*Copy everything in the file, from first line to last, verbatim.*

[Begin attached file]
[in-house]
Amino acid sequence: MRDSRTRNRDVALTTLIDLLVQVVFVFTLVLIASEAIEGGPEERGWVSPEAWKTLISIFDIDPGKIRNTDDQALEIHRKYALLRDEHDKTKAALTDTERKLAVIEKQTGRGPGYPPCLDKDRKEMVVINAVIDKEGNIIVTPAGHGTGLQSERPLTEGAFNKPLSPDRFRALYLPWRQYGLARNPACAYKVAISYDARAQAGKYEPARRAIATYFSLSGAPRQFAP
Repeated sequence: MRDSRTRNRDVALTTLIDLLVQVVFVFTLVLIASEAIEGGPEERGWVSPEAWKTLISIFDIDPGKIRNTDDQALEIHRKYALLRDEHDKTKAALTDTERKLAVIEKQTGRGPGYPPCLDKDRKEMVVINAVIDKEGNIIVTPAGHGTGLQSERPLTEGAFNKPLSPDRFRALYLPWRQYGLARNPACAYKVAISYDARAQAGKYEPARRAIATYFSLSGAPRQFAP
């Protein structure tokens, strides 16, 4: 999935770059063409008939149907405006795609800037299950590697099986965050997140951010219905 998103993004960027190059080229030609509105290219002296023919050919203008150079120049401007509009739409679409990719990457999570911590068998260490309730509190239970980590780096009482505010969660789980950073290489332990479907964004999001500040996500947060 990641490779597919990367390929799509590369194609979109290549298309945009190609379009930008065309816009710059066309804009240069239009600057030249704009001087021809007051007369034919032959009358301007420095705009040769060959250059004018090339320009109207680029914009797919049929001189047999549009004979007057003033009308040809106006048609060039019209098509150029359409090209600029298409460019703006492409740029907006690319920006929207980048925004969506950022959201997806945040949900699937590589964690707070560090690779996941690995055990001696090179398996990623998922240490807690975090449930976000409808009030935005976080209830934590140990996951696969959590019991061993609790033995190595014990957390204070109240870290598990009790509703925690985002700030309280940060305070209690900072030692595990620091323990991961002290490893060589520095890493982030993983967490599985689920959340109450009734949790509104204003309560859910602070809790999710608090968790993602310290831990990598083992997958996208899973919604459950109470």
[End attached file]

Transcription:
[in-house]
Amino acid sequence: MRDSRTRNRDVALTTLIDLLVQVVFVFTLVLIASEAIEGGPEERGWVSPEAWKTLISIFDIDPGKIRNTDDQALEIHRKYALLRDEHDKTKAALTDTERKLAVIEKQTGRGPGYPPCLDKDRKEMVVINAVIDKEGNIIVTPAGHGTGLQSERPLTEGAFNKPLSPDRFRALYLPWRQYGLARNPACAYKVAISYDARAQAGKYEPARRAIATYFSLSGAPRQFAP
Repeated sequence: MRDSRTRNRDVALTTLIDLLVQVVFVFTLVLIASEAIEGGPEERGWVSPEAWKTLISIFDIDPGKIRNTDDQALEIHRKYALLRDEHDKTKAALTDTERKLAVIEKQTGRGPGYPPCLDKDRKEMVVINAVIDKEGNIIVTPAGHGTGLQSERPLTEGAFNKPLSPDRFRALYLPWRQYGLARNPACAYKVAISYDARAQAGKYEPARRAIATYFSLSGAPRQFAP
């Protein structure tokens, strides 16, 4: 999935770059063409008939149907405006795609800037299950590697099986965050997140951010219905 998103993004960027190059080229030609509105290219002296023919050919203008150079120049401007509009739409679409990719990457999570911590068998260490309730509190239970980590780096009482505010969660789980950073290489332990479907964004999001500040996500947060 990641490779597919990367390929799509590369194609979109290549298309945009190609379009930008065309816009710059066309804009240069239009600057030249704009001087021809007051007369034919032959009358301007420095705009040769060959250059004018090339320009109207680029914009797919049929001189047999549009004979007057003033009308040809106006048609060039019209098509150029359409090209600029298409460019703006492409740029907006690319920006929207980048925004969506950022959201997806945040949900699937590589964690707070560090690779996941690995055990001696090179398996990623998922240490807690975090449930976000409808009030935005976080209830934590140990996951696969959590019991061993609790033995190595014990957390204070109240870290598990009790509703925690985002700030309280940060305070209690900072030692595990620091323990991961002290490893060589520095890493982030993983967490599985689920959340109450009734949790509104204003309560859910602070809790999710608090968790993602310290831990990598083992997958996208899973919604459950109470």